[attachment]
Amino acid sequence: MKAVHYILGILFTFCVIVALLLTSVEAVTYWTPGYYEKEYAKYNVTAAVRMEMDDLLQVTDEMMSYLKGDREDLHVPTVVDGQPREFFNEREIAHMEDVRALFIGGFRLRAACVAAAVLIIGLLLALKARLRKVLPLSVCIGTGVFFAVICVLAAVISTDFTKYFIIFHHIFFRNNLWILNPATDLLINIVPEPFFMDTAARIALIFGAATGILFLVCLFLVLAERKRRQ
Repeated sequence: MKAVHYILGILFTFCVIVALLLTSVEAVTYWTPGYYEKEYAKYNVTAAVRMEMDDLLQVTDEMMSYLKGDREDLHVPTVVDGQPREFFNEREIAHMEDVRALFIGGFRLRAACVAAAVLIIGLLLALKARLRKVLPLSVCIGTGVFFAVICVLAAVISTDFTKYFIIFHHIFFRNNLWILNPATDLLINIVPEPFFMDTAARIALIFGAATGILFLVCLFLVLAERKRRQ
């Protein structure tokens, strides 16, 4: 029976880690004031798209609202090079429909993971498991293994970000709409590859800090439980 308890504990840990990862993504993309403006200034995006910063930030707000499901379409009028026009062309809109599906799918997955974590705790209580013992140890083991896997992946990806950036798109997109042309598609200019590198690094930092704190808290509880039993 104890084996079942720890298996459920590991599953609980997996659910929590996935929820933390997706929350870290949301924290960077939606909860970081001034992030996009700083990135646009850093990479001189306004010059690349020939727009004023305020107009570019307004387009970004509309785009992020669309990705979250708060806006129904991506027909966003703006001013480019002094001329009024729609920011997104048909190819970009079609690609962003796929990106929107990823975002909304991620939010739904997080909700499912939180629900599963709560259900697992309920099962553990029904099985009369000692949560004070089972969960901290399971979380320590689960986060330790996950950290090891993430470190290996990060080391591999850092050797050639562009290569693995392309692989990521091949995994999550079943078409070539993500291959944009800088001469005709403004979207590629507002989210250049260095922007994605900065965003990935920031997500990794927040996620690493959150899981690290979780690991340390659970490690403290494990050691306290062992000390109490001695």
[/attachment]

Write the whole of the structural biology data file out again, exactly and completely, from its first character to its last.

Amino acid sequence: MKAVHYILGILFTFCVIVALLLTSVEAVTYWTPGYYEKEYAKYNVTAAVRMEMDDLLQVTDEMMSYLKGDREDLHVPTVVDGQPREFFNEREIAHMEDVRALFIGGFRLRAACVAAAVLIIGLLLALKARLRKVLPLSVCIGTGVFFAVICVLAAVISTDFTKYFIIFHHIFFRNNLWILNPATDLLINIVPEPFFMDTAARIALIFGAATGILFLVCLFLVLAERKRRQ
Repeated sequence: MKAVHYILGILFTFCVIVALLLTSVEAVTYWTPGYYEKEYAKYNVTAAVRMEMDDLLQVTDEMMSYLKGDREDLHVPTVVDGQPREFFNEREIAHMEDVRALFIGGFRLRAACVAAAVLIIGLLLALKARLRKVLPLSVCIGTGVFFAVICVLAAVISTDFTKYFIIFHHIFFRNNLWILNPATDLLINIVPEPFFMDTAARIALIFGAATGILFLVCLFLVLAERKRRQ
């Protein structure tokens, strides 16, 4: 029976880690004031798209609202090079429909993971498991293994970000709409590859800090439980 308890504990840990990862993504993309403006200034995006910063930030707000499901379409009028026009062309809109599906799918997955974590705790209580013992140890083991896997992946990806950036798109997109042309598609200019590198690094930092704190808290509880039993 104890084996079942720890298996459920590991599953609980997996659910929590996935929820933390997706929350870290949301924290960077939606909860970081001034992030996009700083990135646009850093990479001189306004010059690349020939727009004023305020107009570019307004387009970004509309785009992020669309990705979250708060806006129904991506027909966003703006001013480019002094001329009024729609920011997104048909190819970009079609690609962003796929990106929107990823975002909304991620939010739904997080909700499912939180629900599963709560259900697992309920099962553990029904099985009369000692949560004070089972969960901290399971979380320590689960986060330790996950950290090891993430470190290996990060080391591999850092050797050639562009290569693995392309692989990521091949995994999550079943078409070539993500291959944009800088001469005709403004979207590629507002989210250049260095922007994605900065965003990935920031997500990794927040996620690493959150899981690290979780690991340390659970490690403290494990050691306290062992000390109490001695």